The 2013/03/12 at 09:11
Marie Luginsland, in Germany
Buy French. Ever since the last French presidential campaign, the slogan has regularly brandished by ministers ostensibly backing French brands, with goods labelled to flaunt their origins. At the same time, the “made in” label is making a return appearance on the European scene. While the European Parliament has resolved to make the use of “made in” labels compulsory on goods imported from non-EU countries, the European Commission published, in February, its proposals for new regulations on the traceability of European products.
The European Commission will shortly be submitting to the European Parliament a revised text on “made in” labelling, conforming with recent WTO rules. This is a solution “by default” as there is no question of compulsory labelling on origins for imported goods; it is more a matter of traceability for European products allowing consumers to make more aware choices.
According to Antonio Tajani, Vice-President of the European Commission, responsible for Industry and Entrepreneurship, these regulations should allow Europeans “to reap the full economic benefit of the single market”. To this end, Europe needs “a set of high-quality rules on the safety of products and an effective, well-coordinated, Union-wide implementation system to back it up.”
The new regulations set out to facilitate the identification and traceability of consumer products by creating better monitoring and checking conditions thanks to a standardisation of European procedures. Manufacturers, importers and distributors will all be subject to the same rules to guarantee the consumer’s safety. At the same time, a coherent market-control instrument based on cooperation between the Member States, will be introduced to apply security requirements in order to fight against products that are dangerous or do not conform to standards. To achieve this goal, procedures for notifications on dangerous products are to be simplified, and synergies are to be created between the current rapid alert system (RAPEX) and the Information and Communication System on Market Surveillance (ICSMS).
This improvement in the traceability of manufacturing and the supply chain will facilitate product recalls. In addition, manufacturers and importers will need to ensure that products bear the mention of their country of origin. Where this information cannot be presented due to the product’s volume or nature, it should be marked on the packaging or on an attached notice.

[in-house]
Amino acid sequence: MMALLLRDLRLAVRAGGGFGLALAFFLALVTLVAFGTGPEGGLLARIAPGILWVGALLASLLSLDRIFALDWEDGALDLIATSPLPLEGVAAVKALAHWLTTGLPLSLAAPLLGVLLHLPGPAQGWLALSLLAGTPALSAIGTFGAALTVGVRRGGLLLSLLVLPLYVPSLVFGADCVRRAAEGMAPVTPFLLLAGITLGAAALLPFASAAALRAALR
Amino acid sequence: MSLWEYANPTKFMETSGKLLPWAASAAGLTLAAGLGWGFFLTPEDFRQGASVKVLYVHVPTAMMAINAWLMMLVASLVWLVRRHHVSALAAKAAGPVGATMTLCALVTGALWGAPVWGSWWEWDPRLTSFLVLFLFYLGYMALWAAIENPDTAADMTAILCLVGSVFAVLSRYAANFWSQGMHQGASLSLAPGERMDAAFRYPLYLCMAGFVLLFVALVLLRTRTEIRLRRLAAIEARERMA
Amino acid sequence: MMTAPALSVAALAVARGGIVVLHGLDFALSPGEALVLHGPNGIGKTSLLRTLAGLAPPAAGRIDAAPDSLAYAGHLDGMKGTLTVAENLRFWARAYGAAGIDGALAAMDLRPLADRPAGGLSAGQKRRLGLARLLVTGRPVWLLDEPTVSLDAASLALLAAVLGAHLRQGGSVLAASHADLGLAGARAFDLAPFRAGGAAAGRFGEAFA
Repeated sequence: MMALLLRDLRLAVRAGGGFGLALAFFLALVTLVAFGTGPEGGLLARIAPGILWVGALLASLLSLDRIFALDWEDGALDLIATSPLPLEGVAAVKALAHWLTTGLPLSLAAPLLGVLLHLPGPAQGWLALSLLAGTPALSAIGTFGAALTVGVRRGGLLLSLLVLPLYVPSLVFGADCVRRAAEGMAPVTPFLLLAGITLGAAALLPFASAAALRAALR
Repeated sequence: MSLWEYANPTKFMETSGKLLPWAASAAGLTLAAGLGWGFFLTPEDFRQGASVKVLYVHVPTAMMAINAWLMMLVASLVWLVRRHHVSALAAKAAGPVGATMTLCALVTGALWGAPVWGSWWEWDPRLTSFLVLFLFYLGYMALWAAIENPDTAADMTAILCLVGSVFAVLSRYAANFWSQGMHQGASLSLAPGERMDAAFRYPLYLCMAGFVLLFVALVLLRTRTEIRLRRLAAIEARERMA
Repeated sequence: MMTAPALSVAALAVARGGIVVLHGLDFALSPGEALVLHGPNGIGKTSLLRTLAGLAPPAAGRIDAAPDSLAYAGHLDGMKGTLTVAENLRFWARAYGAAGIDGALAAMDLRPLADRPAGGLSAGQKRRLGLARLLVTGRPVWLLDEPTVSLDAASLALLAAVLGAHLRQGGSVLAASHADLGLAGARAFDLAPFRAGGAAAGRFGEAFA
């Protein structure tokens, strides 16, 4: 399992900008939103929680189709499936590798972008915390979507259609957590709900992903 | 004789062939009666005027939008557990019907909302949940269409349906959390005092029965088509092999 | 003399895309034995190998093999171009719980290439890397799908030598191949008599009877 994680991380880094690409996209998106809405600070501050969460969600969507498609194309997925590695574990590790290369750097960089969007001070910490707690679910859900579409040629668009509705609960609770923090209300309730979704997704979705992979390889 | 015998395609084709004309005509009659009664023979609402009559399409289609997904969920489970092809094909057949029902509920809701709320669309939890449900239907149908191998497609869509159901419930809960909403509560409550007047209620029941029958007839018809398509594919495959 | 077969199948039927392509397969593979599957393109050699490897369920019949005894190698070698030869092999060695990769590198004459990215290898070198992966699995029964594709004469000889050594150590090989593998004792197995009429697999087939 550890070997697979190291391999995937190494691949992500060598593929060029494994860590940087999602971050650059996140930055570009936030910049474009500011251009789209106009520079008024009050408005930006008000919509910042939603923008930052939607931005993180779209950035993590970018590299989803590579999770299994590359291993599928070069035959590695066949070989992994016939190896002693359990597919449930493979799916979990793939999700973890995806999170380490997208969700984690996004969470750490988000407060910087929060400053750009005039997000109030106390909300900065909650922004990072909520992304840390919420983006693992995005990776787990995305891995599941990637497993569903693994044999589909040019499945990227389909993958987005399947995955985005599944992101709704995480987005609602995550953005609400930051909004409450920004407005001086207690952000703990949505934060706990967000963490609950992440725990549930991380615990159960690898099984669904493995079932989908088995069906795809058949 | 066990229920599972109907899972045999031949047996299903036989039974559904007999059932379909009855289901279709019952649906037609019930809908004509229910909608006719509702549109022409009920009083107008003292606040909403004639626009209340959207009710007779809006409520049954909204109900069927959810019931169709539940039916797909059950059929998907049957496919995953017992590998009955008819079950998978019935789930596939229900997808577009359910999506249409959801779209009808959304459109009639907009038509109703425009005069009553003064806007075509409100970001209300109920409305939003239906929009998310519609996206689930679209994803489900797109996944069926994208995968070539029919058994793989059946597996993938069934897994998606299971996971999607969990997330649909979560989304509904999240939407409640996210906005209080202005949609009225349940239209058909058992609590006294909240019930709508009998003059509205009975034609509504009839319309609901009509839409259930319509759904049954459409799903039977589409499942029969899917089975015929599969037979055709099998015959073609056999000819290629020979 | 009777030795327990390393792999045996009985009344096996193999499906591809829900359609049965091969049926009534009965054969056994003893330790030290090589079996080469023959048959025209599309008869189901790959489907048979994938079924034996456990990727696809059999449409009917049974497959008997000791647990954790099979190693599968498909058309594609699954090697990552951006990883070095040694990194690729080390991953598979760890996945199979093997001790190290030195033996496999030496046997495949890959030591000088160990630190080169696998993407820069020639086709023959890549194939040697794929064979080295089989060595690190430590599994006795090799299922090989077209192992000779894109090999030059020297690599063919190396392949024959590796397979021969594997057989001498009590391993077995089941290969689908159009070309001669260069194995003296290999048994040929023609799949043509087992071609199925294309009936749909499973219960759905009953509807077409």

For products manufactured in the European Union, the mention of “EU” or of one of the member countries should be displayed in the “made in” form. “Better coordination of product safety checks, especially at the EU external borders, will eliminate unfair competition from dishonest or criminal rogue operators,” declared Antonio Tajani during the presentation of the rules, currently being studied by the European Parliament and Council.
However, these new regulations, scheduled for enforcement in 2015, have far from won everyone’s favour, especially within European enterprises. German manufacturers strongly attached to their “made in Germany” label are the most loud-spoken in their protests. The textiles branch for example remains very sceptical about the measures. “Rules on product origins are very complex and have nothing to due with consumer protection when a suit in high-quality fabric from Germany is sewn in Tunisia,” remarks Wolf-Rüdiger Baumann, Secretary General of the German textiles federation textil+mode.
Objections can similarly be heard from German SMEs, whose federation points out that these regulations are poorly adapted to the reality of globalisation. “If the manufacturing process bringing the main added value takes place in Germany, the product should bear the ‘made in Germany’ label,” insists Lutz Goebel, President of the federation for SMESs, Die Familienunternehmer. “As German foreign trade results indicate, it is true that clients are still ready to pay dearer for machines or components as long as they carry the famous ‘made in Germany’.”